The Philadelphia Eagles are still trying to get the best return on a deal for Carson Wentz, even though the offers the franchise has received have been far below their expectation. If the Eagles are going to work out a deal with the Indianapolis Colts, they may have to embrace the reality of not getting a first-round pick back for their former franchise quarterback.
Per Zak Keefer of The Athletic, the Colts haven’t significantly changed their initial offer to the Eagles from a week ago — which was a reported package of around two second-round draft picks with a third-round pick or fourth-found pick as a sweetener. The Eagles and the Colts are still talking a potential Wentz trade, but with a lack of other suitors, Indianapolis has no reason to increase its offer.
The Eagles reportedly want at least a first-round pick for Wentz. The Chicago Bears were the reported front-runner for the quarterback, but those talks appear not to have evolved.
The Colts are a better fit for Wentz, due to having a head coach he trusts in Frank Reich (who was the Eagles offensive coordinator in 2016 and 2017) — and they run a similar style of offense as what Wentz ran when he developed into one of the best young quarterbacks in the NFL over his first two seasons. Indianapolis also has an offensive line that allowed the second-fewest sacks in the league last year (21, tied with the Green Bay Packers) and features a young core of skill position players that includes Jonathan Taylor and Michael Pittman. The Eagles could potentially get the Colts to increase their offer by throwing Zach Ertz and his contract in the deal, a familiar face for Wentz and a starting tight end the franchise needs for their offense.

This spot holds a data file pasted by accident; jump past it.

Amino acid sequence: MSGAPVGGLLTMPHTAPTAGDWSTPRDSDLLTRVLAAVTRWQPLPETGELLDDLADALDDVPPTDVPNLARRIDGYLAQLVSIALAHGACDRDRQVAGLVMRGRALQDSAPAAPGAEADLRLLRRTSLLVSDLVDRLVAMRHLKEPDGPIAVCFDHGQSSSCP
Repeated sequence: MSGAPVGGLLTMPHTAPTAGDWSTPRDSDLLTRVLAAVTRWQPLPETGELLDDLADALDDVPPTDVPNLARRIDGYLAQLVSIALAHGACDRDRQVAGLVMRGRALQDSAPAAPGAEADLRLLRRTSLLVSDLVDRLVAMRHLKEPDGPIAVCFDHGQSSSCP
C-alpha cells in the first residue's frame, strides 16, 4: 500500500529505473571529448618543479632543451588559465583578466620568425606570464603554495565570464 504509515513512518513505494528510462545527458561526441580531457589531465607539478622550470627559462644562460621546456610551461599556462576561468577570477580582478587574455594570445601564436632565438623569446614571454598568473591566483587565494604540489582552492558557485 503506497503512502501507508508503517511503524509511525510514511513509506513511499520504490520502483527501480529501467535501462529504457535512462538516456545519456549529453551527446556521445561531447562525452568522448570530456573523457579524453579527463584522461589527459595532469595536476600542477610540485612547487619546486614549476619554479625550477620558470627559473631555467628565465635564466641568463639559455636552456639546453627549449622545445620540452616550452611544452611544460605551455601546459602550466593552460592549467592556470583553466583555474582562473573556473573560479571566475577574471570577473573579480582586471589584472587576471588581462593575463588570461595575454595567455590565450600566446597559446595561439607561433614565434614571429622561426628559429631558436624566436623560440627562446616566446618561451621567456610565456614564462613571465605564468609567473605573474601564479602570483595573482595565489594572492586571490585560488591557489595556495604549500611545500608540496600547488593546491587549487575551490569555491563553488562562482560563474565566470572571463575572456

Philadelphia has a deadline to deal Wentz, who is due a $10 million roster bonus on March 19. That bonus is why the Eagles don’t have as much leverage as they think in trying to get a deal done. Per CBS NFL analyst Joel Corry, the $10 million would be a financial expenditure and cap charge with a trade. Philadelphia’s cap charge or dead money would consist of the $33,820,611 of bonus proration left in Wentz’s contract, hence why the Eagles would want to deal Wentz before that date.
The Eagles may just have to take the best offer available, instead of trying to create a market where few suitors already exist. Perhaps eating the roster bonus will end up being the way to get the best offer for Wentz.